Our view: The punishment doesn’t fit the crime

After more than 30 years of service to Northeast Ohio, WSTB-FM (88.9), the radio station for Streetsboro High School is no longer broadcasting because two pictures of a former student and staff members in the presence of alcohol were found on the station’s servers.

An investigation by the Streetsboro police, however, found no evidence of criminal activity. So, what’s the problem?

Why did the school board choose to prevent the station from broadcasting? We haven’t seen a clear statement from the school district as to why it’s necessary to punish the community and the students for the actions of a few people who didn’t even commit any crime.

We don’t think anyone should have been punished, and it’s too easy for us to say the school board overreacted. It almost appears as though they were looking for an excuse to shut down the radio station. If it’s a matter of the school’s image, the board has only brought bad publicity on themselves.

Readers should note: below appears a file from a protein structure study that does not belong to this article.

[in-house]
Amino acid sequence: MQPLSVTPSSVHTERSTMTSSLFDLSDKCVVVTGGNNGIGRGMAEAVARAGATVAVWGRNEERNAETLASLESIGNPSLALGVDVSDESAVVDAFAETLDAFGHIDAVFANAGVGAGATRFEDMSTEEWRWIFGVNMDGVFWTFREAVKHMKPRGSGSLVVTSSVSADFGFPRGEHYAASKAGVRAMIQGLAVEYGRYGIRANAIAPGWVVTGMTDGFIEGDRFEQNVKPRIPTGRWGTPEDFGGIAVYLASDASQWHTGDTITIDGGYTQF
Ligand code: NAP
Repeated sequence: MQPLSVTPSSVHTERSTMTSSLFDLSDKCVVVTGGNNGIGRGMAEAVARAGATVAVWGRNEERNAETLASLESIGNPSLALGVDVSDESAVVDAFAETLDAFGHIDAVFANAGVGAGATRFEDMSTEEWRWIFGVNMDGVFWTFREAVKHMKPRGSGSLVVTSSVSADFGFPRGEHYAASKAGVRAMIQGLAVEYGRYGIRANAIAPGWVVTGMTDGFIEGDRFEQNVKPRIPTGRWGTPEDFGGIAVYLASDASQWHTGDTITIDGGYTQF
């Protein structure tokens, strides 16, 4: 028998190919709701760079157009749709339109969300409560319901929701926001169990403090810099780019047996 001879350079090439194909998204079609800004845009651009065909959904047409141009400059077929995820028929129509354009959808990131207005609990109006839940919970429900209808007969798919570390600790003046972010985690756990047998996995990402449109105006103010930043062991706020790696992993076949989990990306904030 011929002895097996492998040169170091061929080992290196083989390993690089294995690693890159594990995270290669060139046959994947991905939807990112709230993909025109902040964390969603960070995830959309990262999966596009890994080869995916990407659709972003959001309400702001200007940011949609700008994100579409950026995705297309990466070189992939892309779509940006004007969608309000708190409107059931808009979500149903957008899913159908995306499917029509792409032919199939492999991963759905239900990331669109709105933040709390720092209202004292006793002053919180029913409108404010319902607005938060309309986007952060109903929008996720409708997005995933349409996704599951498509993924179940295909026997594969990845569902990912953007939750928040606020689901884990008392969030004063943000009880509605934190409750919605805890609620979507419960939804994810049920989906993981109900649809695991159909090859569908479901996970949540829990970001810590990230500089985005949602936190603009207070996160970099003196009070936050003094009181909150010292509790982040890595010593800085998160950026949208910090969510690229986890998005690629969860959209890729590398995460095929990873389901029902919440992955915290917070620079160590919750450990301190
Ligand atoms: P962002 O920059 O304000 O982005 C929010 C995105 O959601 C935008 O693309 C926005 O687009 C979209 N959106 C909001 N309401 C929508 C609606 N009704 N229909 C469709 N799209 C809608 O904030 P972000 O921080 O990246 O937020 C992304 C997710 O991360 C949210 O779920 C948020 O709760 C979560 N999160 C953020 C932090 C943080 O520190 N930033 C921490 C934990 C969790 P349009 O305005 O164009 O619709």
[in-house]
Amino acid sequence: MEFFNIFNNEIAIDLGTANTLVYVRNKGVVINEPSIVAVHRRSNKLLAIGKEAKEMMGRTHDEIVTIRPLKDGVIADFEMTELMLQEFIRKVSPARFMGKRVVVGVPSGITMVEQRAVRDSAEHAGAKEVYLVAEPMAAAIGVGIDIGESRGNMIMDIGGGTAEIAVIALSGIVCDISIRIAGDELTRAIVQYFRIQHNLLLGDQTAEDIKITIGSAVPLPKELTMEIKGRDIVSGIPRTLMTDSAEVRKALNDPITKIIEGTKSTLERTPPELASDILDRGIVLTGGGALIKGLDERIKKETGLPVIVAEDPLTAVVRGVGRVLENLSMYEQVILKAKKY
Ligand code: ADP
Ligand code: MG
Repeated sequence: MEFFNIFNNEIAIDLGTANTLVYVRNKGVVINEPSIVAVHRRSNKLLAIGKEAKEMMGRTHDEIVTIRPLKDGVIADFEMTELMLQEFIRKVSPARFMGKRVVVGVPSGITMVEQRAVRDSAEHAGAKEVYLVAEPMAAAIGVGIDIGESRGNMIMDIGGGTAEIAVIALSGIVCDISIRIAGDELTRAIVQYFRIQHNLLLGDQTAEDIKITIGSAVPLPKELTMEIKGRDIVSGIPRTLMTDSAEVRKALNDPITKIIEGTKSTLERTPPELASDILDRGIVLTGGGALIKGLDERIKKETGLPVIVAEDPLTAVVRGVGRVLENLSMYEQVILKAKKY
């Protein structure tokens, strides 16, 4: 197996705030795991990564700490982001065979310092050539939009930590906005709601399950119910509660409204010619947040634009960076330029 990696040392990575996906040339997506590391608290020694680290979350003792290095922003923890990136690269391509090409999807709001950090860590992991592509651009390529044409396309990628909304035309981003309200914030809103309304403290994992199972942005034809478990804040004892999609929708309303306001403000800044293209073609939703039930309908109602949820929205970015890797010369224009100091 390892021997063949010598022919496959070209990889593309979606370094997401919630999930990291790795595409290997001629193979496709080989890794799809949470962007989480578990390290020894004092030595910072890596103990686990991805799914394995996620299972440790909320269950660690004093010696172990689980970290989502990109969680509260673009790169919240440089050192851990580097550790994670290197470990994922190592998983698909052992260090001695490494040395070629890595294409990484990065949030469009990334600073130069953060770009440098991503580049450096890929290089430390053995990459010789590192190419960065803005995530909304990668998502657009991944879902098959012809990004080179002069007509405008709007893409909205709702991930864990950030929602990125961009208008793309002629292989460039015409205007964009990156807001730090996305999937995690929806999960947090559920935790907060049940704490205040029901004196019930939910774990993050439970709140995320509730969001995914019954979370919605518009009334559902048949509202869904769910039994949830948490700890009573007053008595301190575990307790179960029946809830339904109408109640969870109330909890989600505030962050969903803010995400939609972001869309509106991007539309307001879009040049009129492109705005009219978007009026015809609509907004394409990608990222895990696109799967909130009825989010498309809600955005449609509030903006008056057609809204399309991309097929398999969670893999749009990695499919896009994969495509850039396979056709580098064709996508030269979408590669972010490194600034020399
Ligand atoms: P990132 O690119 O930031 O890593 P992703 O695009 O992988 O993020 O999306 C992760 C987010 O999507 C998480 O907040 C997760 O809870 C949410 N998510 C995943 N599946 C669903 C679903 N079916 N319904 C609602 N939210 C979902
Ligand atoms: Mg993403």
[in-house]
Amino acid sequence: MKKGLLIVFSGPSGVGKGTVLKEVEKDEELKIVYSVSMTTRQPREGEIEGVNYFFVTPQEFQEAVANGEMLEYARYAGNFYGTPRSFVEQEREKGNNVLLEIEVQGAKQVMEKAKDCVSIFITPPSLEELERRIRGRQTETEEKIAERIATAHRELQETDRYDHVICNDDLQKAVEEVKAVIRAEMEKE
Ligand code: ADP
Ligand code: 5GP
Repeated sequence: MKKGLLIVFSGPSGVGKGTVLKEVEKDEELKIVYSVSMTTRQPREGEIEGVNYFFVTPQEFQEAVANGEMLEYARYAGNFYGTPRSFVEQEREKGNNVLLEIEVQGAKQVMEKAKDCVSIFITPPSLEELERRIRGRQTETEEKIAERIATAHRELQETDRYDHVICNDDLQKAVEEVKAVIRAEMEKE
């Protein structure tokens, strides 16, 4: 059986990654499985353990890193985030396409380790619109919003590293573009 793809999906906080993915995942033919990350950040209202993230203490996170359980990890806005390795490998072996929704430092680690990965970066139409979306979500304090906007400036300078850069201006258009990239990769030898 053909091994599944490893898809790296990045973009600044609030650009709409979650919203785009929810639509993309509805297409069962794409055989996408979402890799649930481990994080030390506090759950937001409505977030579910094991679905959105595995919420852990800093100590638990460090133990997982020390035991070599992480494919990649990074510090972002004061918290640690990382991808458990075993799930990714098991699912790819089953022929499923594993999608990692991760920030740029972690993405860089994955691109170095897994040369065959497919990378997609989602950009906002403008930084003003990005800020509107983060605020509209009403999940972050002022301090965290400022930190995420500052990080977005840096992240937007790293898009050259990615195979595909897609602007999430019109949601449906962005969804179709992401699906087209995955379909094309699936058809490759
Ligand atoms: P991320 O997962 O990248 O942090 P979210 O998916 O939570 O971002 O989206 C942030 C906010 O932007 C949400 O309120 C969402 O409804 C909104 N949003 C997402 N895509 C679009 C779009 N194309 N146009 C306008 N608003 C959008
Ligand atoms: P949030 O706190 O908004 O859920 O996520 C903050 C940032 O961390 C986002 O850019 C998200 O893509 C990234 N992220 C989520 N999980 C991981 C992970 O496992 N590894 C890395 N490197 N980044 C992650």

The station, also known as the AlterNation, has a history and is a valuable asset to the community, reaching 35,000 listeners across six counties and bringing local and alternative rock music to the airwaves. Students are also losing the opportunity to work for the station, which is rare, practical experience.

The station’s general manager will resign from his position today because the school board has not allowed the two staff members pictured in the photos to return to work. He still teaches communications courses.

MySpace and Facebook have created a culture of preserving compromising pictures, and high school administrators too often attempt to limit or control students’ behavior outside of school. We think this responsibility should be left to parents and law enforcement officials. Students should also be more careful with what they preserve that others may find.

We urge the school board to rethink its decision and allow the station to return to the air as soon as possible. The board is only making itself look bad, and the listeners and students are the ones who have to suffer.

The above editorial is the consensus opinion of the Daily Kent Stater editorial board. News editor Jackie Valley did not contribute to this editorial because she reported the story.